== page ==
New imaging test aids Alzheimer's diagnosisAugust 23, 2012 in Medicine & Health / Alzheimer's disease & dementia
In research studies, scientists regularly use positron emission tomography (PET) scans to detect signs of Alzheimer's disease. Now, Washington University physicians at Barnes-Jewish Hospital are the first in Missouri to offer a new type of PET scan for patients with memory disorders and other forms of cognitive impairment who are not involved in research studies.
This new imaging test is now available to patients being evaluated for Alzheimer's disease because the U.S. Food and Drug Administration (FDA) recently approved the use of a radioactive diagnostic agent, Amyvid™ (Florbetapir F 18 Injection), for use in a clinical setting.
The agent detects neuritic plaques, a hallmark of Alzheimer's disease, by binding to abnormal deposits of the protein beta-amyloid that develop in the brains of patients with the disorder. This makes the plaques "light up" during a PET scan.
"We're using the scans in patients whose cognitive function is impaired," says Farrokh Dehdashti, MD, professor of radiology in the Division of Nuclear Medicine at the Mallinckrodt Institute of Radiology. "First, the patient sees a neurologist, or other specialist in cognitive disorders, to confirm that a test like this would be appropriate, and then we conduct the PET scan to learn whether amyloid plaques are present. In that way, the test allows both doctors and patients to have a better idea of whether the patient's cognitive impairment is related to Alzheimer's disease or some other illness."
With FDA approval, nuclear medicine specialists like Dehdashti can now use the diagnostic agent, which has a longer half-life than the compound used in research studies, making it better suited for clinical use. As a single test, PET scans can't confirm Alzheimer's disease, but a negative test that finds no evidence of elevated beta-amyloid can help rule out the disease as the cause for the patient's cognitive impairment.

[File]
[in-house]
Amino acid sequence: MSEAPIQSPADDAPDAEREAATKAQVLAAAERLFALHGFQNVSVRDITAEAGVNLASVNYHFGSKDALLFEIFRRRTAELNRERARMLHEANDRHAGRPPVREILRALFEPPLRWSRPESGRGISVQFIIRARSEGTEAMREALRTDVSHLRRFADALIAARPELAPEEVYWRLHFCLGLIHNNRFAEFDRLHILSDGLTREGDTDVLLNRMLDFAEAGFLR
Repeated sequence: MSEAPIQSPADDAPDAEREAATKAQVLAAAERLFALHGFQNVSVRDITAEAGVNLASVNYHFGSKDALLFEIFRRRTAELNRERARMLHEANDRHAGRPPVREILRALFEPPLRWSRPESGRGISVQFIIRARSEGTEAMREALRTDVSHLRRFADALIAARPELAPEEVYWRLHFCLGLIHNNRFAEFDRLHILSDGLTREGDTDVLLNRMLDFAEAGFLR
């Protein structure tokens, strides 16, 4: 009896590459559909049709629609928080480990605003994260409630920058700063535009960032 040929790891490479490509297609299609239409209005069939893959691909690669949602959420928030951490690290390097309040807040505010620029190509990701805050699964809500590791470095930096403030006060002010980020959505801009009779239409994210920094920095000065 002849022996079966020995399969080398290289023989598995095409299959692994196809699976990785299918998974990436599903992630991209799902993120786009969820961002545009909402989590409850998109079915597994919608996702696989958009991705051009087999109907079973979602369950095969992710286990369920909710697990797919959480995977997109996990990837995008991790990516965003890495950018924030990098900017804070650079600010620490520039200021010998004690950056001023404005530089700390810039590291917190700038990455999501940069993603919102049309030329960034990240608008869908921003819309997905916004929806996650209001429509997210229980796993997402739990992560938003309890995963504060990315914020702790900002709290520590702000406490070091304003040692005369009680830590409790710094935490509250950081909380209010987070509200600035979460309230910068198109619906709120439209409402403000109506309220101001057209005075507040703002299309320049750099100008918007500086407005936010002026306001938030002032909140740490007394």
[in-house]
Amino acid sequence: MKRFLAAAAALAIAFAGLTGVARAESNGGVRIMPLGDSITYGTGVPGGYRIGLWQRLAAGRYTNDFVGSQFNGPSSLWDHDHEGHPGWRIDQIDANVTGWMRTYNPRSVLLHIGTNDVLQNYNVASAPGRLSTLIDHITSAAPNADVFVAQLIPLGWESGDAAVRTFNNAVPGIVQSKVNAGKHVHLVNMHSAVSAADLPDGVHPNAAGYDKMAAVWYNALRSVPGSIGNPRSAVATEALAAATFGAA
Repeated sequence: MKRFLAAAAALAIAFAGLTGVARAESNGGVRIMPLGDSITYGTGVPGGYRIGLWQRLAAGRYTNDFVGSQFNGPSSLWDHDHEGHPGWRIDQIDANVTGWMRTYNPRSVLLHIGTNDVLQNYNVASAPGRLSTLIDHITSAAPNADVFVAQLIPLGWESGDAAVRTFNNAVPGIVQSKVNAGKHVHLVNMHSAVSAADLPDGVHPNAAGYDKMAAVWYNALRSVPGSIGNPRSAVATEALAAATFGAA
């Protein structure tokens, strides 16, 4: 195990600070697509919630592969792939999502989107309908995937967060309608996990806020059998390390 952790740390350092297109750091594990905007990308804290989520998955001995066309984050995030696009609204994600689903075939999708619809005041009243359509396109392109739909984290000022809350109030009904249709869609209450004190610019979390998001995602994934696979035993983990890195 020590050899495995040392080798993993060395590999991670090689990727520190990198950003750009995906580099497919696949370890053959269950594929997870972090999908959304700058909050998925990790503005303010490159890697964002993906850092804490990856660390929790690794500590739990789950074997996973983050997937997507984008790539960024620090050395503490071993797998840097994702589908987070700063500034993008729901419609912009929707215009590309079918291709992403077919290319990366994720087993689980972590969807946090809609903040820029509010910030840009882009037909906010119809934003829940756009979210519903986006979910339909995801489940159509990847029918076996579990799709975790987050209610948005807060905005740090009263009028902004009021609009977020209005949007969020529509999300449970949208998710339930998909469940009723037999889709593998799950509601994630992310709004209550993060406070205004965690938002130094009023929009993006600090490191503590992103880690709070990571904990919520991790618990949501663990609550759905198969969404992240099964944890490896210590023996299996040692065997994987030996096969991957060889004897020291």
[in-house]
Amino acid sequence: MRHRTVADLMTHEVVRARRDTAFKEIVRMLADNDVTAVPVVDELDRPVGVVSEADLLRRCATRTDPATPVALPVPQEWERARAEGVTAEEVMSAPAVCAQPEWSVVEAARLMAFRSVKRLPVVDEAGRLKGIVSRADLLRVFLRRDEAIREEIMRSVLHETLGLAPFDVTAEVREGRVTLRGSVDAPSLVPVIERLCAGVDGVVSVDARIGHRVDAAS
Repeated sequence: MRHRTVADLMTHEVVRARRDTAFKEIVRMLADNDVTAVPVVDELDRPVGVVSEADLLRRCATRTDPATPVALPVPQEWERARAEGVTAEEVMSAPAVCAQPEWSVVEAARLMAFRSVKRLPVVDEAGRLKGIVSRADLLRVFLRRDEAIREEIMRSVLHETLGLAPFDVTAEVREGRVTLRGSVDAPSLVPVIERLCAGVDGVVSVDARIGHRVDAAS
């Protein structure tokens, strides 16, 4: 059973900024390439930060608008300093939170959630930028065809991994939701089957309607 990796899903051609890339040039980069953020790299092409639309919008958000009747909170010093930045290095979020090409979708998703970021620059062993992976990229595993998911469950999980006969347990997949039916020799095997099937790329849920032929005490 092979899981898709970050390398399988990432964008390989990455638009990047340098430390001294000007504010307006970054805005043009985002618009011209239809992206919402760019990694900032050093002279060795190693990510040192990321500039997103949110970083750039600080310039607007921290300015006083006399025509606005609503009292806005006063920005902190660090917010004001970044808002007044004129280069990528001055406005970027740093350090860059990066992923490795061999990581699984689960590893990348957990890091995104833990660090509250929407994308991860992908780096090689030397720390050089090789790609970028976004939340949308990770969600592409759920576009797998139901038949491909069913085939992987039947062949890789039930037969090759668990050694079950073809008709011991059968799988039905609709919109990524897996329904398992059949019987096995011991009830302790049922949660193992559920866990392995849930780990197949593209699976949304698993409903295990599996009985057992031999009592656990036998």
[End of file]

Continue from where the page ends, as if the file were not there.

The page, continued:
"What complicates the results of a scan is that although Alzheimer's disease is very common, it's not the only reason that we might detect amyloid," according to Jonathan McConathy, MD, PhD, assistant professor of radiology. "A positive scan could mean that a person has Alzheimer's disease, or it could be related to some other neurologic disorder. It's also possible to find amyloid in the brain of a person who has no symptoms of Alzheimer's disease or other cognitive problems, so a positive test doesn't confirm that someone has the disease."
He says a positive scan indicates only that elevated levels of amyloid are present. But amyloid plaques can accumulate in the brains of people with other types of neurologic problems, such as dementia with Lewy bodies or cerebral amyloid angiopathy. Plaques also can occur in some older adults who are cognitively normal.
"The test should be used in conjunction with other diagnostic evaluations from a neurologist," Dehdashti says. "But when a scan is negative, it's highly unlikely that the cognitive impairment is due to Alzheimer's disease."
"These PET scans have the potential to be really useful as treatments for Alzheimer's are developed," McConathy says. "Once we have treatments to significantly slow down or stop the progression of Alzheimer's disease, then I think this kind of imaging will become very important in deciding who should be treated and, potentially, whether a treatment is working."
Washington University in St. Louis
"New imaging test aids Alzheimer's diagnosis" August 23, 2012 http://medicalxpress.com/news/2012-08-imaging-aids-alzheimer-diagnosis.html